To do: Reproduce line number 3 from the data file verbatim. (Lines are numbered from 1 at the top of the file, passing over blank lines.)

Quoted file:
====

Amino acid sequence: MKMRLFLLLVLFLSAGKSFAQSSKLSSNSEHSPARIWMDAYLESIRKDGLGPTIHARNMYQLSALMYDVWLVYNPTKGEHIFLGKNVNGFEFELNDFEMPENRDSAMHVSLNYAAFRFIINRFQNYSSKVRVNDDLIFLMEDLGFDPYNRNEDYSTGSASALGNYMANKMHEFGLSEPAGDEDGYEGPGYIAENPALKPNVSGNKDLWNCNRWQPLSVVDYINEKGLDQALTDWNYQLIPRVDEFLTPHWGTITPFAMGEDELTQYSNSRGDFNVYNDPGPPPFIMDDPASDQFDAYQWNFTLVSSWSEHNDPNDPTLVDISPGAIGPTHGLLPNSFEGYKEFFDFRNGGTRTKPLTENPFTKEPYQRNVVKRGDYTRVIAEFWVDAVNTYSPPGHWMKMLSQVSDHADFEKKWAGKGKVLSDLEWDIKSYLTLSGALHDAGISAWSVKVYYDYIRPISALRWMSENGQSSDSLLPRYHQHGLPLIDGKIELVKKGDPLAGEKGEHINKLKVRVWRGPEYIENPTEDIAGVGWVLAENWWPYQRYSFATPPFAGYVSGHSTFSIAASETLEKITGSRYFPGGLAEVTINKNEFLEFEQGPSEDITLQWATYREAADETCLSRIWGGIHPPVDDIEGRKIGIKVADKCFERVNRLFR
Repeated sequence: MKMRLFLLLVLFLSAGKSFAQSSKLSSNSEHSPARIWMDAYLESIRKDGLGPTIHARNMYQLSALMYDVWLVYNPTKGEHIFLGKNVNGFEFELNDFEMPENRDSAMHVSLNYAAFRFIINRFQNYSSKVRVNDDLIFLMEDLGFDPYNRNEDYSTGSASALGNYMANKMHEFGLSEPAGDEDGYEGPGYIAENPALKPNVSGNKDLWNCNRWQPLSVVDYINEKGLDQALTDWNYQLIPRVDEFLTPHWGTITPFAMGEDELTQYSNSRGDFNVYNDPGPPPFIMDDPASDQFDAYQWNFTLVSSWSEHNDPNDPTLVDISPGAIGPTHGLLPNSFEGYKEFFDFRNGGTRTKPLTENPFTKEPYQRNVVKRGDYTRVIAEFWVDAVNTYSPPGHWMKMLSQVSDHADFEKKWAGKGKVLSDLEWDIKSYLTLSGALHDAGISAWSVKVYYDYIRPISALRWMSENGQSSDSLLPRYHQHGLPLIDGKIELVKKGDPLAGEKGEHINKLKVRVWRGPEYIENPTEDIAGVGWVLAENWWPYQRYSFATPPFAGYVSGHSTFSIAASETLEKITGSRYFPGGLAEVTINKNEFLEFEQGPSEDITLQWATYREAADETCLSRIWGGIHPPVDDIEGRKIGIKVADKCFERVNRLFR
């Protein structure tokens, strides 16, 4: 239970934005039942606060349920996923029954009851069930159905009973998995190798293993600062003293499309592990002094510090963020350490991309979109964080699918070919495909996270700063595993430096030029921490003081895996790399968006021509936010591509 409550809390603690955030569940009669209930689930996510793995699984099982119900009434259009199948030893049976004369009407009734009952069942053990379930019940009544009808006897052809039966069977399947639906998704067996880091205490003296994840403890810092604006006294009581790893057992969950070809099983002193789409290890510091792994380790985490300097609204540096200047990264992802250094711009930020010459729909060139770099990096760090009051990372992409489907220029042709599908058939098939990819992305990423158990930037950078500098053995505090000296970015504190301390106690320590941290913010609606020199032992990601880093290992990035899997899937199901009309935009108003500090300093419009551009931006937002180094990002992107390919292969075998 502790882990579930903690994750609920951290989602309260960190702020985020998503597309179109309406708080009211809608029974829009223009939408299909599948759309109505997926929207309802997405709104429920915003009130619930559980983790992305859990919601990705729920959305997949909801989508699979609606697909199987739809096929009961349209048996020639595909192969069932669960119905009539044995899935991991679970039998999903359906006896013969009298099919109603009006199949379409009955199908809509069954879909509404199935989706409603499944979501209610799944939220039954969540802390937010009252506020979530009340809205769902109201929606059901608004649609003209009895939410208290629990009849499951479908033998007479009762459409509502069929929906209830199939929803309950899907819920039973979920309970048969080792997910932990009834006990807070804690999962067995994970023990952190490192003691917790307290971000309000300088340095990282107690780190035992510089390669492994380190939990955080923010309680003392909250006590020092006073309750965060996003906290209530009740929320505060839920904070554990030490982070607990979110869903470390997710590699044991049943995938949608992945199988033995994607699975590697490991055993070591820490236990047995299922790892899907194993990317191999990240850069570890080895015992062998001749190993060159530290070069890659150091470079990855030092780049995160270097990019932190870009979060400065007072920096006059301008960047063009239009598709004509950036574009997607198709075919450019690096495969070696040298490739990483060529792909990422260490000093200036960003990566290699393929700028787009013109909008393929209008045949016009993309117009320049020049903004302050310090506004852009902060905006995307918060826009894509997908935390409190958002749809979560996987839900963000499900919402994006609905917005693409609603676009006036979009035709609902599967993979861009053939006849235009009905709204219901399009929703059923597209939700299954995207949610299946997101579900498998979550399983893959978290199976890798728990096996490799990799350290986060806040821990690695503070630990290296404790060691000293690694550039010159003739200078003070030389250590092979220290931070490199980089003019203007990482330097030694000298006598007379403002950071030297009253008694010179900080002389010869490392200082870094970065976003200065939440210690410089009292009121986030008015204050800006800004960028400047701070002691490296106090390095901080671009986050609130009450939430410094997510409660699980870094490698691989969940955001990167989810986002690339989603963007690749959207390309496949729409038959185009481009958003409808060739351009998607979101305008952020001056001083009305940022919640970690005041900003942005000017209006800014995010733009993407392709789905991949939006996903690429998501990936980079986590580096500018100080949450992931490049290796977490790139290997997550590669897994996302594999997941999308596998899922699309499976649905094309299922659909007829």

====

């Protein structure tokens, strides 16, 4: 239970934005039942606060349920996923029954009851069930159905009973998995190798293993600062003293499309592990002094510090963020350490991309979109964080699918070919495909996270700063595993430096030029921490003081895996790399968006021509936010591509 409550809390603690955030569940009669209930689930996510793995699984099982119900009434259009199948030893049976004369009407009734009952069942053990379930019940009544009808006897052809039966069977399947639906998704067996880091205490003296994840403890810092604006006294009581790893057992969950070809099983002193789409290890510091792994380790985490300097609204540096200047990264992802250094711009930020010459729909060139770099990096760090009051990372992409489907220029042709599908058939098939990819992305990423158990930037950078500098053995505090000296970015504190301390106690320590941290913010609606020199032992990601880093290992990035899997899937199901009309935009108003500090300093419009551009931006937002180094990002992107390919292969075998 502790882990579930903690994750609920951290989602309260960190702020985020998503597309179109309406708080009211809608029974829009223009939408299909599948759309109505997926929207309802997405709104429920915003009130619930559980983790992305859990919601990705729920959305997949909801989508699979609606697909199987739809096929009961349209048996020639595909192969069932669960119905009539044995899935991991679970039998999903359906006896013969009298099919109603009006199949379409009955199908809509069954879909509404199935989706409603499944979501209610799944939220039954969540802390937010009252506020979530009340809205769902109201929606059901608004649609003209009895939410208290629990009849499951479908033998007479009762459409509502069929929906209830199939929803309950899907819920039973979920309970048969080792997910932990009834006990807070804690999962067995994970023990952190490192003691917790307290971000309000300088340095990282107690780190035992510089390669492994380190939990955080923010309680003392909250006590020092006073309750965060996003906290209530009740929320505060839920904070554990030490982070607990979110869903470390997710590699044991049943995938949608992945199988033995994607699975590697490991055993070591820490236990047995299922790892899907194993990317191999990240850069570890080895015992062998001749190993060159530290070069890659150091470079990855030092780049995160270097990019932190870009979060400065007072920096006059301008960047063009239009598709004509950036574009997607198709075919450019690096495969070696040298490739990483060529792909990422260490000093200036960003990566290699393929700028787009013109909008393929209008045949016009993309117009320049020049903004302050310090506004852009902060905006995307918060826009894509997908935390409190958002749809979560996987839900963000499900919402994006609905917005693409609603676009006036979009035709609902599967993979861009053939006849235009009905709204219901399009929703059923597209939700299954995207949610299946997101579900498998979550399983893959978290199976890798728990096996490799990799350290986060806040821990690695503070630990290296404790060691000293690694550039010159003739200078003070030389250590092979220290931070490199980089003019203007990482330097030694000298006598007379403002950071030297009253008694010179900080002389010869490392200082870094970065976003200065939440210690410089009292009121986030008015204050800006800004960028400047701070002691490296106090390095901080671009986050609130009450939430410094997510409660699980870094490698691989969940955001990167989810986002690339989603963007690749959207390309496949729409038959185009481009958003409808060739351009998607979101305008952020001056001083009305940022919640970690005041900003942005000017209006800014995010733009993407392709789905991949939006996903690429998501990936980079986590580096500018100080949450992931490049290796977490790139290997997550590669897994996302594999997941999308596998899922699309499976649905094309299922659909007829």